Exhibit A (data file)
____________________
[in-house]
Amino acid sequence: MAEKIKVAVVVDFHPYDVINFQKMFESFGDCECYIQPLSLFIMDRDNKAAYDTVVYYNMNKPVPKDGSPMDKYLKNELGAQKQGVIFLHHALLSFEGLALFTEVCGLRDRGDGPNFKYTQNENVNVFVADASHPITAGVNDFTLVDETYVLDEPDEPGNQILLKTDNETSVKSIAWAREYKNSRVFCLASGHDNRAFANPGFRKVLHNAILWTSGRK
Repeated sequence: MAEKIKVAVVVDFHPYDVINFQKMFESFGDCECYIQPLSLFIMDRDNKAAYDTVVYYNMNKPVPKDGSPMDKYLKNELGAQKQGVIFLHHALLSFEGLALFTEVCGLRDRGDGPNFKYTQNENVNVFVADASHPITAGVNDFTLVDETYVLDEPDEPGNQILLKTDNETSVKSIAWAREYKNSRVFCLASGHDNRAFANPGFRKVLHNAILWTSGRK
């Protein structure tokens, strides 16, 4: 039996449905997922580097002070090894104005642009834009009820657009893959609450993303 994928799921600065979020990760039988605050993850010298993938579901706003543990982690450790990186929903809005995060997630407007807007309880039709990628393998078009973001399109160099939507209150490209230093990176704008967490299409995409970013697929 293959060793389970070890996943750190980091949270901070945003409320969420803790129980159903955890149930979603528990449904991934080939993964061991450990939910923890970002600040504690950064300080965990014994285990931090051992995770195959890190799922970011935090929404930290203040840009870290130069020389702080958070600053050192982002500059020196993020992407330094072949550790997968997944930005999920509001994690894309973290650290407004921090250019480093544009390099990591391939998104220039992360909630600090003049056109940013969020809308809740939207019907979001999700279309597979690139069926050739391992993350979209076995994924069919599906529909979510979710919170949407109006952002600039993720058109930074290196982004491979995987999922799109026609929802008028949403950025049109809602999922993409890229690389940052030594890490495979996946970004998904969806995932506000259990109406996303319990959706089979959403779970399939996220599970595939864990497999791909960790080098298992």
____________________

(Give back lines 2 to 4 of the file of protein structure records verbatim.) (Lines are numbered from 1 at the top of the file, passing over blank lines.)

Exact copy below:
Amino acid sequence: MAEKIKVAVVVDFHPYDVINFQKMFESFGDCECYIQPLSLFIMDRDNKAAYDTVVYYNMNKPVPKDGSPMDKYLKNELGAQKQGVIFLHHALLSFEGLALFTEVCGLRDRGDGPNFKYTQNENVNVFVADASHPITAGVNDFTLVDETYVLDEPDEPGNQILLKTDNETSVKSIAWAREYKNSRVFCLASGHDNRAFANPGFRKVLHNAILWTSGRK
Repeated sequence: MAEKIKVAVVVDFHPYDVINFQKMFESFGDCECYIQPLSLFIMDRDNKAAYDTVVYYNMNKPVPKDGSPMDKYLKNELGAQKQGVIFLHHALLSFEGLALFTEVCGLRDRGDGPNFKYTQNENVNVFVADASHPITAGVNDFTLVDETYVLDEPDEPGNQILLKTDNETSVKSIAWAREYKNSRVFCLASGHDNRAFANPGFRKVLHNAILWTSGRK
């Protein structure tokens, strides 16, 4: 039996449905997922580097002070090894104005642009834009009820657009893959609450993303 994928799921600065979020990760039988605050993850010298993938579901706003543990982690450790990186929903809005995060997630407007807007309880039709990628393998078009973001399109160099939507209150490209230093990176704008967490299409995409970013697929 293959060793389970070890996943750190980091949270901070945003409320969420803790129980159903955890149930979603528990449904991934080939993964061991450990939910923890970002600040504690950064300080965990014994285990931090051992995770195959890190799922970011935090929404930290203040840009870290130069020389702080958070600053050192982002500059020196993020992407330094072949550790997968997944930005999920509001994690894309973290650290407004921090250019480093544009390099990591391939998104220039992360909630600090003049056109940013969020809308809740939207019907979001999700279309597979690139069926050739391992993350979209076995994924069919599906529909979510979710919170949407109006952002600039993720058109930074290196982004491979995987999922799109026609929802008028949403950025049109809602999922993409890229690389940052030594890490495979996946970004998904969806995932506000259990109406996303319990959706089979959403779970399939996220599970595939864990497999791909960790080098298992």